What causes delirium?

Updated: Apr 25, 2019
  • Author: Kannayiram Alagiakrishnan, MD, MBBS, MPH, MHA; Chief Editor: Glen L Xiong, MD  more...
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Based on the level of psychomotor activity, delirium can be described as hyperactive, hypoactive, or mixed. Hyperactive delirium is observed in patients in a state of alcohol withdrawal or intoxication with phencyclidine (PCP), amphetamine, and lysergic acid diethylamide (LSD). These patients often exhibit agitation, restlessness, hallucinations, or delusions. Hypoactive delirium is observed in patients in states of hepatic encephalopathy and hypercapnia and may be more common in older adults. Hypoactive delirium presents with lethargy, drowsiness, apathy, decreased responsiveness, or slowed motor skills. In mixed delirium, individuals display either relatively normal levels of psychomotor activity or rapidly fluctuating levels of activity. [1, 2]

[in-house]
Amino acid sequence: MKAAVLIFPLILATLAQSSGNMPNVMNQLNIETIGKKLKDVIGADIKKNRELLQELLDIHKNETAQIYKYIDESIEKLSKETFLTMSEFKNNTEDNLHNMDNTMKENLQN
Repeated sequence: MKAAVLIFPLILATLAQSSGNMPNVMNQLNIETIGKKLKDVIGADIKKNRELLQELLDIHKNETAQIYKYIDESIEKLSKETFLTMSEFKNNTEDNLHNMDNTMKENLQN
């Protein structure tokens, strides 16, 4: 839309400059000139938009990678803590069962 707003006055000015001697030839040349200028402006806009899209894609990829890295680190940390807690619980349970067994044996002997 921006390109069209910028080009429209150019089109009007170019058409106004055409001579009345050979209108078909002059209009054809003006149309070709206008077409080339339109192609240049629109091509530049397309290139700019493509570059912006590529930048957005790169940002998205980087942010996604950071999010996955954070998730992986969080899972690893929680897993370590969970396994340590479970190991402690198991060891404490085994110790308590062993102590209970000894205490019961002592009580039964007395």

The mechanism of delirium still is not fully understood. Delirium results from a wide variety of structural or physiological insults. The neuropathogenesis of delirium has been studied in patients with hepatic encephalopathy and alcohol withdrawal. Research in these areas still is limited. The main hypothesis is reversible impairment of cerebral oxidative metabolism and multiple neurotransmitter abnormalities. The following observations support the hypothesis of multiple neurotransmitter abnormalities. [3]

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